SHOW: A VOICE I CANNOT SILENCE
CAST: RALPH LAWSON, CLARE MORTIMER, MENZI MKHWANE
DIRECTOR: GREG HOMANN
VENUE: The Fugard Studio until June 25
REVIEWER: PETER FELDMAN
(This review originally appeared in The Next 48hOURS: JOBURG, upon the production’s run at the State Theatre. We have been informed that the production is unchanged for its Cape Town run.)
The moment Ralph Lawson steps on stage and utters the first words as Alan Paton he has you in the palm of his hand.
Bearing an uncanny likeness to the great South African writer, Lawson is a consummate performer. He triggers to life in vivid detail, and through every movement and gesture, a man who made an invaluable contribution to the South African literary and political landscape.
‘A Voice I Cannot Silence’ is a brilliantly written slice of theatre which goes to enormous lengths to examine Paton through his own words: his stories, poems and autobiographies.
Impeccably directed by Greg Homann, who co-wrote the play with Ralph Lawson, this three-hander is an insightful and revealing look at a man who was described as “a lighthouse in the South African twilight.”
As a staunch Liberal and head of the party he clashed repeatedly with the Nationalist government of the time, and his angry tirades at the policies of apartheid and the havoc it wrought on the non-white population of the country, was powerfully rendered, with his eloquent words reverberating around the theatre.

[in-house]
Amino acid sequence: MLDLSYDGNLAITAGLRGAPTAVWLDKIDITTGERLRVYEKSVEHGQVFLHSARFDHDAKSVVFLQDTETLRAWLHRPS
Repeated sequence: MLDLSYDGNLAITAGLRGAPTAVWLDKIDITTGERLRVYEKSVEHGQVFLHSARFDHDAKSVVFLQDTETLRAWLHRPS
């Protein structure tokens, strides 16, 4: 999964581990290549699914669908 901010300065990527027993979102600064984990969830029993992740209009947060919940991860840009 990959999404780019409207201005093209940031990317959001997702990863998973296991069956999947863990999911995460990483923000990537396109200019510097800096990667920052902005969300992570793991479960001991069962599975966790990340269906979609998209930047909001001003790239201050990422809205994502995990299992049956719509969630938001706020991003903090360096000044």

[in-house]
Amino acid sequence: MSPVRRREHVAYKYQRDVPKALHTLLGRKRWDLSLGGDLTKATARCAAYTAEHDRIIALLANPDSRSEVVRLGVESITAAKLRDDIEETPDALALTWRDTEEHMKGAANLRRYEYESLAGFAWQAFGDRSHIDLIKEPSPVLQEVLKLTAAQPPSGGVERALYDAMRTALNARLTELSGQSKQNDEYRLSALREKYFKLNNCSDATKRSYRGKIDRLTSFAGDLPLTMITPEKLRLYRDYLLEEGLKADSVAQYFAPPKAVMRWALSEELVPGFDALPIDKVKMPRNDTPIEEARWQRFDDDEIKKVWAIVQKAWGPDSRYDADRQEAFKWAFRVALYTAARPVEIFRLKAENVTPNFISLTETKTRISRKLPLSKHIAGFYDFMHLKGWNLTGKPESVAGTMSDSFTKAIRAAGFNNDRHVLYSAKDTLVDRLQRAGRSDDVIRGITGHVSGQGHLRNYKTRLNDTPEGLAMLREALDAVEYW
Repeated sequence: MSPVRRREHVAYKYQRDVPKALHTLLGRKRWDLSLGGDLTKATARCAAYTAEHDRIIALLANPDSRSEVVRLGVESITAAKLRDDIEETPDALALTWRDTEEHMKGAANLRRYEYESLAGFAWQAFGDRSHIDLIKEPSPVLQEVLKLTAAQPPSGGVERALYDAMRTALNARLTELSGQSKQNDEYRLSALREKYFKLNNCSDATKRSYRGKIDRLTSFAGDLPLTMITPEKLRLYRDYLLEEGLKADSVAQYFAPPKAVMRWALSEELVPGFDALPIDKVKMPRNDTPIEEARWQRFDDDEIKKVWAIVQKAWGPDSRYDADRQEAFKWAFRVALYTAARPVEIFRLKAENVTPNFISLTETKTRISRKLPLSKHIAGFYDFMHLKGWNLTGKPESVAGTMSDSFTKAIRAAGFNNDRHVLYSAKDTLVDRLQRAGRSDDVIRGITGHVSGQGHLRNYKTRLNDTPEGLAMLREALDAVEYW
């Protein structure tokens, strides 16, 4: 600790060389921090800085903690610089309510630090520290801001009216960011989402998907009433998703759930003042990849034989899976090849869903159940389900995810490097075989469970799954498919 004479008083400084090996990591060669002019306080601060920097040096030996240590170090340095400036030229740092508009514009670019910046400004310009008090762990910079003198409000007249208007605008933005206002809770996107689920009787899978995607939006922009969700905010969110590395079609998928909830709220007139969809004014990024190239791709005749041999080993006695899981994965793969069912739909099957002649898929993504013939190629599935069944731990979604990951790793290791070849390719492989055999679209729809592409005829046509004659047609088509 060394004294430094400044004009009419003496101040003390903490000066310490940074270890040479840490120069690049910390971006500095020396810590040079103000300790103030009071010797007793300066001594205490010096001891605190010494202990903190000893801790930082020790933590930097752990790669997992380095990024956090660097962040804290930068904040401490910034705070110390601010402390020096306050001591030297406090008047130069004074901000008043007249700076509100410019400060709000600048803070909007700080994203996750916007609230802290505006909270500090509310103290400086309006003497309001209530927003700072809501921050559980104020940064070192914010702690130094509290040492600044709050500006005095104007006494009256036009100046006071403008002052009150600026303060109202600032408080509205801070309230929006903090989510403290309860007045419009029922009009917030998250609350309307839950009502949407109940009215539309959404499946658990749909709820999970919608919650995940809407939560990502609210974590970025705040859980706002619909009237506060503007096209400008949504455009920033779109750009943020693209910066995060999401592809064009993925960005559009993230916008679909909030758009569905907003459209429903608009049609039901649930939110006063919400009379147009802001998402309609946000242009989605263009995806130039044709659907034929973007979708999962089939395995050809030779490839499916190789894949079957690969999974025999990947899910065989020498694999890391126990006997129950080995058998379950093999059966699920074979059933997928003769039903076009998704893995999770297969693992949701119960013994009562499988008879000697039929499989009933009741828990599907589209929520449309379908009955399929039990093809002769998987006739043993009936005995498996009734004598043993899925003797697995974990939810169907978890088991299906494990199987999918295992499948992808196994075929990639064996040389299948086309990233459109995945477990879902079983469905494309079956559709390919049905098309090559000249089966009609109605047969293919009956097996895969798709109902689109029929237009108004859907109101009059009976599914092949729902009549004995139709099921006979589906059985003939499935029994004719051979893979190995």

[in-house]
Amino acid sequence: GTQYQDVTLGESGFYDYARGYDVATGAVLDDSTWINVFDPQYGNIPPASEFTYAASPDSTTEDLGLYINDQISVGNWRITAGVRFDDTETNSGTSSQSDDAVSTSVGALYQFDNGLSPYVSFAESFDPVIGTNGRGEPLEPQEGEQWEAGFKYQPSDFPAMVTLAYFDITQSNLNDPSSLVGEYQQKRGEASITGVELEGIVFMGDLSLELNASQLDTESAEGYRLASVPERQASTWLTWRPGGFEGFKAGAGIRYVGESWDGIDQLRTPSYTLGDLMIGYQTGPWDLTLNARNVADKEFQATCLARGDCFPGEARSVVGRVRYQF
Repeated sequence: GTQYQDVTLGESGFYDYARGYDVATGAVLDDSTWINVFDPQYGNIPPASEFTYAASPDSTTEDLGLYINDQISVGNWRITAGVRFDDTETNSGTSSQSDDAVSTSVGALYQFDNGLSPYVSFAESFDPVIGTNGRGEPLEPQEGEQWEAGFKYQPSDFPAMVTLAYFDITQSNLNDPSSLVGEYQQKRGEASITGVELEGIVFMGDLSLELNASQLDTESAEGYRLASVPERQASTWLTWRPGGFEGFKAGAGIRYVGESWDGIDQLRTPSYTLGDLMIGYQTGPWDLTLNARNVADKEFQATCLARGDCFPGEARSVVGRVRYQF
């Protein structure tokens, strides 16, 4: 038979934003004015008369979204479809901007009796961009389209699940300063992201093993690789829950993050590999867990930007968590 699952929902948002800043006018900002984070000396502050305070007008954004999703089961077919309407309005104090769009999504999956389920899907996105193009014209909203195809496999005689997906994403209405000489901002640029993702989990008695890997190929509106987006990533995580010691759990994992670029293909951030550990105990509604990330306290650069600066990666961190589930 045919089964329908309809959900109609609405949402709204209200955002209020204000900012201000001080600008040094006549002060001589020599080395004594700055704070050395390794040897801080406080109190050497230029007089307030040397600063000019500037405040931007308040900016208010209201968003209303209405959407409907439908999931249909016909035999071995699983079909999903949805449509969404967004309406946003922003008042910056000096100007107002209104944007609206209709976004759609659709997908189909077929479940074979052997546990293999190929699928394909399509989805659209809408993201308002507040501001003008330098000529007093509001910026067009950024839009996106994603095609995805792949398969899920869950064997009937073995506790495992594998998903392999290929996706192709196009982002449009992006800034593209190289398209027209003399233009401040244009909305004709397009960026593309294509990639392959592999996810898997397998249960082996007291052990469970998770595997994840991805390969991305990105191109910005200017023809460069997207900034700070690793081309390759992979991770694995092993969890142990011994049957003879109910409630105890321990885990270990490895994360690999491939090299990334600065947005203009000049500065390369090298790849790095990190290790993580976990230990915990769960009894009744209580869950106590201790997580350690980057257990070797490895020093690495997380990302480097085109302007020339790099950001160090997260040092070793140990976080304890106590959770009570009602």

The play homes in on various aspects of Paton’s life, opening with the passing of his first wife Dorrie and ending with Paton’s own sad demise. In between, audiences are treated to a living canvas of Paton’s thoughts and ideals, vigorously expounded in a poetic flow of words.
Seated in his crowded study, overflowing with documents, books and letters, Paton comes across as a strong character; one who lived for his ideals and was prepared to confront Prime Minister Dr Hendrik Verwoerd on all levels. He saw the raw side of life during his tenure as Principal of Diepkloof Reformatory, and his relationship with one of the inmates, Sponono, (Menzi Mkhwane), is forcefully depicted.
After the passing of his beloved wife Dorrie, he engaged a secretary named Anne Hopkins (Clare Mortimer) who brought some sense and order to his life. Their relationship developed over time and she eventually became his second wife and a powerful asset in his turbulent world.
What the play cleverly illustrates is the wisdom and understanding Paton brought to bear on everything he believed in and high up on his list was his undying love for nature. There are gentle moments between him and Anne, one in particular when they sit on a bench and he talks lovingly about his feathered friends.
The indomitable spirit that drove him, even when his passport was taken away for 10 years by the Apartheid Government, is the play’s shining light and Lawson’s towering presence gives the character its body and soul.
Mortimer is excellent as Anne, who became such a dependable companion in his later years, and Mkhwane is solid in his portrayal of two diverse characters.
Mention must be made of Nadya Cohen’s impressive set, which is a replica, I’m told, of the author’s own study.
Alan Paton was one of South Africa’s cultural and political icons, author of the international best-seller ‘Cry, The Beloved Country,’ and this play does full justice to his memory. It is highly recommended.
* Book online at Computicket; or via the Fugard Box Office on 021 461 4554.